India Stoker (Mia Wasikowska), a young girl of wealth and privilege, was always a teenager with a sullen, haunted demeanor but after the recent loss of her beloved father, Richard (Dermot Mulroney) who perished under mysterious circumstances, she has become even more withdrawn. Her mother, Evelyn (played with usual brilliance by Nicole Kidman) is beside herself due to her estranged husband's death and the difficult relationship with her daughter which has deteriorated further. So now, she is rarely seen without a glass of wine in her hand to help drown her sorrows.
A stranger arrives at their doorstep in the form of Charlie (Matthew Goode), the younger brother of Richard. Although he had never been previously mentioned and was unable to ever make contact due to his extensive travels abroad however, Charlie is now ready to become a part of the family during their time of need. The lonely Evelyn welcomes him, inviting the handsome, long-lost relative to stay as long as he would like but India is far more cautious as she keeps her distance. Determined to win her affections, Charlie relentlessly pursues his niece, using his icy charm to connect with her in a way no one else has been able. In turn, he draws India out of her shell, awakening her carnal desires and a dark ferocity that leads to some jeopardous trouble for some high-school bullies who tormented her because of her quirky nature.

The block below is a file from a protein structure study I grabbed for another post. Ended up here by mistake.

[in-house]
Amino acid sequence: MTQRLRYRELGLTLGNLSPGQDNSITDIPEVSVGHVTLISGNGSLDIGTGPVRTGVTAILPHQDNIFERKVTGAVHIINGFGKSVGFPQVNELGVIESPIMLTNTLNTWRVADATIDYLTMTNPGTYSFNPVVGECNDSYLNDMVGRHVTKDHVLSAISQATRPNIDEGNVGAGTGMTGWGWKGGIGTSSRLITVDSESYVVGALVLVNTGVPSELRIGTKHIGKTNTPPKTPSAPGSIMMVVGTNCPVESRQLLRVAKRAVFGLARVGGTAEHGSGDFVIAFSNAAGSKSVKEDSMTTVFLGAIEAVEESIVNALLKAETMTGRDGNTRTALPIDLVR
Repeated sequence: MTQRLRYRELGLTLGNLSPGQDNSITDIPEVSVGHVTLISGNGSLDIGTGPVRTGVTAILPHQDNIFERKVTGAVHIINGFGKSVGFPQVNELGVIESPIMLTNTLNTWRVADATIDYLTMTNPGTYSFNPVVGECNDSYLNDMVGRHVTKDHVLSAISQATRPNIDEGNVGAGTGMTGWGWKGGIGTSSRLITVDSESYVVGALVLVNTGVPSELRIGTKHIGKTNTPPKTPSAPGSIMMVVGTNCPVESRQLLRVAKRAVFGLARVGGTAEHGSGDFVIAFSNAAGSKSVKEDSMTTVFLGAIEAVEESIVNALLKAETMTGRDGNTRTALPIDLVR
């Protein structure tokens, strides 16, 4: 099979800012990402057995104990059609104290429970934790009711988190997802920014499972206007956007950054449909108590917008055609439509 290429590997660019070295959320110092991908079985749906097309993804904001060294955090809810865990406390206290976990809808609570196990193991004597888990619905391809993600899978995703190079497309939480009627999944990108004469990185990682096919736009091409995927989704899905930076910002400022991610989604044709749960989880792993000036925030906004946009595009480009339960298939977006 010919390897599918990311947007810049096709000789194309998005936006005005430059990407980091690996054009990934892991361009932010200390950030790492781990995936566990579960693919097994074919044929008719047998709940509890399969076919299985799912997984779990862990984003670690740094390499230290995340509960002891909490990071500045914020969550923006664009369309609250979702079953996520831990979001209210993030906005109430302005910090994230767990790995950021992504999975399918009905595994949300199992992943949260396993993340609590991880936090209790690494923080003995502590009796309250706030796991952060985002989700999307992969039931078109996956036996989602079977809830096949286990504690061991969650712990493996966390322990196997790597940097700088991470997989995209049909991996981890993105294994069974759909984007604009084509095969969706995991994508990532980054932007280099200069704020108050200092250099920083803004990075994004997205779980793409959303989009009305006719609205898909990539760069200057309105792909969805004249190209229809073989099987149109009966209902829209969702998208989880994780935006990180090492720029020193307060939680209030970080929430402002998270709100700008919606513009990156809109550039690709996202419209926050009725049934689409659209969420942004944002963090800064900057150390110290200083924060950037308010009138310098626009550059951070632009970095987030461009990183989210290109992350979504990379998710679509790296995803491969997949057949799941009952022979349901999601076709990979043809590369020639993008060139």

At times, "Stoker" brings to mind the work of David Lynch with it's offbeat rhythms, a perverse, sexual tension and the vivid dreamlike images. Although this film is far more lucid than anything that director has ever crafted but what Mr. Lynch is able to communicate successfully, like in "Blue Velvet", is a sense of warmth and sentiment with his distinctive eccentric vision which is lacking in "Stoker". Hitchcock seems to have been an influence to the script written by actor, Wentworth Miller (under the alias, "Ted Foulke"), who you might recall from the television show, "Prison Break" and was voted one of the ten best unproduced screenplays back in 2010. This story enters in to a darker, more erotic area that Hitch could barely even hint at back in his day but doesn't feel particularly innovative as it uses the classic horror formula while adding very little to be stimulating.